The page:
This is an example of how a crystalized moral (useful experience) in the form of science is helping us to improve our lives.
The consequences of increased healthy longevity
When we try to assess the impact that increased healthy longevity might have on our society, it is useful to start with an evaluation of the current morbidity and mortality from age-related diseases.
Today, four main noncommunicable diseases (cardiovascular diseases, cancer, respiratory diseases and diabetes) account for most deaths, killing about 100,000 people on Earth every day. There is no other factor that kills so many people: imagine 700 planes crashing every day, or a city like Hiroshima being completely devastated every day! What a tremendous tragedy!
It is clear that saving lives is good per se, but to evaluate its impact on human survival, we must look at this change from a larger perspective; what might be the long-term consequences?
First of all, let’s remember the goal of our community: to extend the healthy and productive period of life by addressing the aging processes. Here is a scheme by aging researcher Michael Blagosklonny, illustrating the concept of moderate increased healthy longevity through innovative medical technologies.
If the aging processes are brought under some level of medical control, the period of subclinical aging could be extended, while the period of illness will be postponed, remaining the same length as before.
Fig 1. A:Pre Universal Medicine, B: Current medicine, C: Slowing aging. Source: Blagosklonny, M. V. (2012). How to save Medicare: the anti-aging remedy. Aging (Albany NY), 4(8), 547-52.
Additionally, if the various processes of aging can be brought under a decisive level of medical control, it would lead to so-called negligible senescence: a state when deteriorative processes in the body are slower than reparative ones, enabling a person to stay healthy and young for an indefinite period of time.
If these kinds of technologies could be applied to an old person, whose health has already begun to deteriorate, it could potentially help the body to rejuvenate and get back to good health and a younger appearance. Here is a table to help you understand the difference between chronologically and biologically old people and chronologically old but negligibly senescent people.
Fig 2. Old people vs Negligibly senescent people of the same chronological age
Whilst achieving negligible senescence is an extreme scenario, it is handy to demonstrate the benefits and the challenges related to increasing healthy longevity in a more obvious way. The differences between two scenarios will mostly manifest themselves as different scale of the consequences.We can expect several direct consequences of the introduction of negligible senescence technologies.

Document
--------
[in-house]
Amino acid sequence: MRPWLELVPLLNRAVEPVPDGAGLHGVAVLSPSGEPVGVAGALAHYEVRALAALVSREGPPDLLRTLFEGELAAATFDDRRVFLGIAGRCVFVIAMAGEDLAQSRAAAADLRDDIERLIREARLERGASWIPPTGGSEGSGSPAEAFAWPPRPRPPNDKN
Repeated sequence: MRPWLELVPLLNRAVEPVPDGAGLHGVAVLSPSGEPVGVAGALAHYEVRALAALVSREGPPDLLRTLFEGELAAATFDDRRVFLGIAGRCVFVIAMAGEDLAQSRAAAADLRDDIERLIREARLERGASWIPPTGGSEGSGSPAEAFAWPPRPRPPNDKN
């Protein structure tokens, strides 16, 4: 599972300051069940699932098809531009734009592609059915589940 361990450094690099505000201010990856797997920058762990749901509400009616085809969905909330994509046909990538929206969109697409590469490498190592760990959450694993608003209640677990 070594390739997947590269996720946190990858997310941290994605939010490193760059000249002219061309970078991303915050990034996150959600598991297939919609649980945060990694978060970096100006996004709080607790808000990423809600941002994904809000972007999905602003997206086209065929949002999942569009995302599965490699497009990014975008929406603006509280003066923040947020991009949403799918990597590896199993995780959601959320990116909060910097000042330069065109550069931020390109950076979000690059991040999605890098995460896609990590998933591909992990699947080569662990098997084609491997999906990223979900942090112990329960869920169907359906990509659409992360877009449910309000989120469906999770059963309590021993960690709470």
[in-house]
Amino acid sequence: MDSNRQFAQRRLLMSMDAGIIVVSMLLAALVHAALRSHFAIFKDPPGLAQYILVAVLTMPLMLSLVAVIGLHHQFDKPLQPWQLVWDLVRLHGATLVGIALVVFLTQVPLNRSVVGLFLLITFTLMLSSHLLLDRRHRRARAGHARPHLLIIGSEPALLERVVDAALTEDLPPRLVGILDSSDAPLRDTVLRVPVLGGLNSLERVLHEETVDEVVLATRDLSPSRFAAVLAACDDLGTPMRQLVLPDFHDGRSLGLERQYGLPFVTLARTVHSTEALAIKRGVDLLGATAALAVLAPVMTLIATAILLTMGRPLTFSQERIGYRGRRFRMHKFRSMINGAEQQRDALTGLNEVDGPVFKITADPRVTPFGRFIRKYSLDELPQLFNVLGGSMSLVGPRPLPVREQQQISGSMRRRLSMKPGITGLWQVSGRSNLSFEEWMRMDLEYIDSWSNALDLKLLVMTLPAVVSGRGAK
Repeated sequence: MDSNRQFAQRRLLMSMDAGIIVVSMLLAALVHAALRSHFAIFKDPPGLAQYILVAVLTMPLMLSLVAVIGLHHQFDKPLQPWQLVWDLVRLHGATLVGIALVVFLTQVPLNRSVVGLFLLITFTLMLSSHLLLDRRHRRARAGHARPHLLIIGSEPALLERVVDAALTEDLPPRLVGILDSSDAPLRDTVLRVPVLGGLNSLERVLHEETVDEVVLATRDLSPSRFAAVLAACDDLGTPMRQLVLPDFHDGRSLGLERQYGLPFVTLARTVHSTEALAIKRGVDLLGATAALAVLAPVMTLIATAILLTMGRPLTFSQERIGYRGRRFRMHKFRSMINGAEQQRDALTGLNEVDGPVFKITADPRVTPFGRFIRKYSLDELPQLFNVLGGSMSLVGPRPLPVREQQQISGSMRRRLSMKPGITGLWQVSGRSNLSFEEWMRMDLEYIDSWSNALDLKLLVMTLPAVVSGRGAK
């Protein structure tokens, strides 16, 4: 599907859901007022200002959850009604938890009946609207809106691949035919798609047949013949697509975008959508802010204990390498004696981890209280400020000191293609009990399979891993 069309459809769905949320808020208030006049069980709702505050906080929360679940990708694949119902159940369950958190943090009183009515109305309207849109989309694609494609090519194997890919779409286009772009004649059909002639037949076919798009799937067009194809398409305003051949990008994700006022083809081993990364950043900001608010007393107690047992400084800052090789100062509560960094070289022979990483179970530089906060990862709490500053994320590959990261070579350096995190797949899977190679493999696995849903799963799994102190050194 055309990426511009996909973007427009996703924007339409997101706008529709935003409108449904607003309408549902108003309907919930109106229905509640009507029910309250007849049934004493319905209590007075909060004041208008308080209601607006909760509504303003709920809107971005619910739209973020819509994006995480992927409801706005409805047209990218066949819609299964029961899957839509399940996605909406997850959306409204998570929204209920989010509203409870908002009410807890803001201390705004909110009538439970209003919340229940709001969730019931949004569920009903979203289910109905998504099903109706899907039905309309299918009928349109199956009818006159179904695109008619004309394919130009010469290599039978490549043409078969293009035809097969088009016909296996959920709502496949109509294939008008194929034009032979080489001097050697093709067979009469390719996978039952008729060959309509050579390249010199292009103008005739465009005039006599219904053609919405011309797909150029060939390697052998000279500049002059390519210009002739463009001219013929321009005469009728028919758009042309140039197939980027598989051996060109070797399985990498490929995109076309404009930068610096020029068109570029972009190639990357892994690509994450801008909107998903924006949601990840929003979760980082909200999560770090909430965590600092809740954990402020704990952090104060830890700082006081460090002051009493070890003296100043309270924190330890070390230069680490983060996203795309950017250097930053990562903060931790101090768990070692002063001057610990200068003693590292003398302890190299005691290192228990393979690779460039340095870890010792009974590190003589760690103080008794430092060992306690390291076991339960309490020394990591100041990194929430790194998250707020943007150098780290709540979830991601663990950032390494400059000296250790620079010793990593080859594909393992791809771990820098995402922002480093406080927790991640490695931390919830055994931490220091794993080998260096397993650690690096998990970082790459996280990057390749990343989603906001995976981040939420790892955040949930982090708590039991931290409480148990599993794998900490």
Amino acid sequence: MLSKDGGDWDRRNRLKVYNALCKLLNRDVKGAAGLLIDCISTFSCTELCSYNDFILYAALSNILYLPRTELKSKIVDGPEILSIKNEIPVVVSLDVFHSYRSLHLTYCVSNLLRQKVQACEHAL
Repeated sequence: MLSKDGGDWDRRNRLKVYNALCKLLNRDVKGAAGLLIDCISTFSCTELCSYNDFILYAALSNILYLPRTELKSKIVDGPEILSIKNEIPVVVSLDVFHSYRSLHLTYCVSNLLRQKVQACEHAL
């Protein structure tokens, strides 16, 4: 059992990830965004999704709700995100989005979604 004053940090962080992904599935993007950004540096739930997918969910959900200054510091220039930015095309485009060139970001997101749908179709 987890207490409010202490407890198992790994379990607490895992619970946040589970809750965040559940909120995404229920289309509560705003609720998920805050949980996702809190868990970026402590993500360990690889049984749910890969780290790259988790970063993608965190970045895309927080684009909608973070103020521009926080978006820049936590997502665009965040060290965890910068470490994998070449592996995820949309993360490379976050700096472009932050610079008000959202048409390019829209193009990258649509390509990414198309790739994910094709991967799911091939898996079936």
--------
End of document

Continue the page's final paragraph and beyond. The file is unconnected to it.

People would be free of age-related diseases and able to keep working
This means the workforce could double, including the workforce in science and engineering. As learning abilities will not be reduced with age anymore, humanity will likely become smarter and more skilled over time.
The loss of the most trained and knowledgeable professionals due to aging would cease, which should foster increased scientific and technological progress and economic development. This, in turn, could help humanity deal with new challenges in more efficient ways and solve the emerging problems much faster.
The reduction of pension and healthcare expenditures
Pension expenditures, which are a necessity today to support people unable to work due to health deterioration, will not be necessary anymore. The freed-up money could then be redirected to support the education system to help people acquire new up-to-date professional skills for further personal development and more stable financial well-being.
Healthcare expenditures to treat age-related diseases would be removed, and the freed resources could be redistributed to help develop the global infrastructure to maintain negligible senescence for everyone, everywhere.
There could be population growth
The United Nations Population Prospects 2015 revision estimates that global population will increase until 2100, when the growth is likely to stop because of the decrease of birthrate, which is typical for the high level of economic development.
Fig 3. Population of the world: estimates, 1950-2015, medium-variant projection and 80 and 95 percent prediction intervals, 2015-2100.
So far, there have been only a few evidence-based projections of population change in the case of negligible senescence implementation. They show, however, that in the case of a gradually growing acceptance of technologies that may increase healthy longevity technologies, it would only compensate the depopulation trend observed now in developed countries. If negligible senescence technology is offered to everyone at once at the age of 60 or 40, there could be a population increase of 22% or 47%, respectively, during the next 100 years.
Fig 4. Projection of the Swedish population until year 2105, assuming the negligible senescence scenario.Increased healthy longevity interventions start at age 60 years, with a 30-year time delay from now.
This rate of population growth is significantly slower than the record one, which was observed back in the 60s and 70s when our population increased from 3 to 4 billion in just 14 years. That time, thanks to the “Green Revolution” (rapid development of new agricultural techniques), we didn’t suffer from a global food shortage.